The hunt is on for a willing community to welcome genetically-modified mosquitoes in the Florida Keys, as part of an effort to curb the spread of Zika. This would be the first time genetically modified insects were released in the US for disease control. Voters in the originally-proposed test site—a small island called Key Haven—rejected the proposal in a non-binding referendum during the election this month, but a county-wide vote was 57 percent in favor of releasing the insects. On Saturday, the local government board, the Florida Keys Mosquito Control District, voted 3-2 in favor of continuing with the project, only in a different location. "We all have our opinions, we all have to listen to our constituents, and this is a tool mosquito control needs," Jill Cranney-Gage, one of the board commissioners, said during the meeting. "We need to think long and hard about this decision that we make today, and make the decision that's in the best interest of protecting the health in the county." The mosquitoes are a genetically modified version of the Aedes aegypti species, which spreads Zika and other viruses capable of sickening humans, such as Dengue. Designed by Oxitec, a biotech company that sprang out of Oxford University, the mosquitoes are given a gene that causes them to die off. Only male mosquitoes are released, after being treated with a temporary antidote to the effects of the gene. While the mosquitoes live, they mate, passing on the deadly gene to their offspring before the antidote wears off, and they bite the dust as well. The idea is that this would significantly reduce the mosquito population in the area, which would reduce the spread of Zika, a disease which can cause serious birth defects. There is still currently active transmission of Zika in Florida, according to the Centers for Disease Control (meaning people are picking it up at home, not getting infected while traveling and bringing it back). Oxitec has tested this in small field trials before, and claims one Brazil trial reduced the Aedes aegypti population by 96 percent in six months. The World Health Organization has given Oxitec's insects a stamp of approval, and the Food and Drug Administration granted permission for the company to conduct the Florida trial, but still some locals are wary of having their community used as a test site. Some of the concerns raised include the impact genetically-modified mosquitoes could have on the local wildlife that feeds on insects and fears that the virus could mutate and become resistant (to what, exactly, isn't clear, because there is no treatment for Zika or Dengue currently). But these concerns are largely based on a misunderstanding of the trial, which by design mean all of the released mosquitoes will die off. As Cranney-Gage said during the meeting, the biggest hurdle for public health now is finding an open-minded community in the Keys, and making sure they have the best available information. "We come to these meetings every month and we get screamed at, and attacked, and accused of stuff," Cranney-Gage said. "Whatever location we choose, [...] going out out into those neighborhoods, and engaging those people, and talking to them, and publicly educating them with factual and correct information about this project will make them feel more comfortable."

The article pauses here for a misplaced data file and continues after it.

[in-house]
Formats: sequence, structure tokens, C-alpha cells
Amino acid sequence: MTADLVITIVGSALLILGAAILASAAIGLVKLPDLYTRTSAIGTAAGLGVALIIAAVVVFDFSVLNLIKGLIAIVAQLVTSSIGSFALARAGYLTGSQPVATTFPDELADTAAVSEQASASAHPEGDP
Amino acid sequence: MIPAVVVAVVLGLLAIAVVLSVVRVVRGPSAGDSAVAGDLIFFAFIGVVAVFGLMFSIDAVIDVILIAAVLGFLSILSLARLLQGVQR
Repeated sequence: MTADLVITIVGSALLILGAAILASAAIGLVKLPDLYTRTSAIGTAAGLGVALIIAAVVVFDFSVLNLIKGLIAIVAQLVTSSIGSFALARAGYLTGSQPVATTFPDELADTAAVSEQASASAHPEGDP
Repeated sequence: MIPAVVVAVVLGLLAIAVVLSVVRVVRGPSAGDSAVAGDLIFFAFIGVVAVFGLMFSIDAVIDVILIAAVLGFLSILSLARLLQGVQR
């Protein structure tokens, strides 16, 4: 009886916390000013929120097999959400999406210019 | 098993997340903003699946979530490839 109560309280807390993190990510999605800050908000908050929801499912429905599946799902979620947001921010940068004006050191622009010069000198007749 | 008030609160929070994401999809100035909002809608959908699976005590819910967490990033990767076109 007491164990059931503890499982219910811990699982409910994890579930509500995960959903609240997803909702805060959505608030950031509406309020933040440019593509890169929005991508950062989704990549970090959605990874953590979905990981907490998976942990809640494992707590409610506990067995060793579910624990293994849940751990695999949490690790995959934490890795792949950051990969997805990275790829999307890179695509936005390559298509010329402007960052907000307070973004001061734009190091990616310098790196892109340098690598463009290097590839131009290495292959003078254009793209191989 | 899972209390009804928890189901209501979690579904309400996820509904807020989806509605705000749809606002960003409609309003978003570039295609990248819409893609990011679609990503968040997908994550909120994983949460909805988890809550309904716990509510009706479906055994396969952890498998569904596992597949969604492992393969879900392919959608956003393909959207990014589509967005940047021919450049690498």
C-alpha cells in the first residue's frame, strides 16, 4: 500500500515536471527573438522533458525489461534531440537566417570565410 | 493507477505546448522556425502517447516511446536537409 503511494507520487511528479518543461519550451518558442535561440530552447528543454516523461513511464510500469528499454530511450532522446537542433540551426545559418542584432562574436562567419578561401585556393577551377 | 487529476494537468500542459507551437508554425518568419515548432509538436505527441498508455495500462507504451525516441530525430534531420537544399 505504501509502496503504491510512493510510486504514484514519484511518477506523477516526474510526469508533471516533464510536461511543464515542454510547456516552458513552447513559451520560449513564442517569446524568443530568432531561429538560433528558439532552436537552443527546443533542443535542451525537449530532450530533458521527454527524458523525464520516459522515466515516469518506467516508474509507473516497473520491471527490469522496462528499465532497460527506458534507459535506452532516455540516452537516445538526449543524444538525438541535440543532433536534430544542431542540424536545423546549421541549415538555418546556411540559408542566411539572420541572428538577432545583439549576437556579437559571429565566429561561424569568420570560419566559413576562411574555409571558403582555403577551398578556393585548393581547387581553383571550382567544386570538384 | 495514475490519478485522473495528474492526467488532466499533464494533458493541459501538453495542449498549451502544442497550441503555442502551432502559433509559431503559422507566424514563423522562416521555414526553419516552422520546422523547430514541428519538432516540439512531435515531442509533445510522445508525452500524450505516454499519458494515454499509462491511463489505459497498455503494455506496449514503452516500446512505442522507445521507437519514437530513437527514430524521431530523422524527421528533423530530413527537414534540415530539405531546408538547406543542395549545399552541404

News Article | August 6, 2016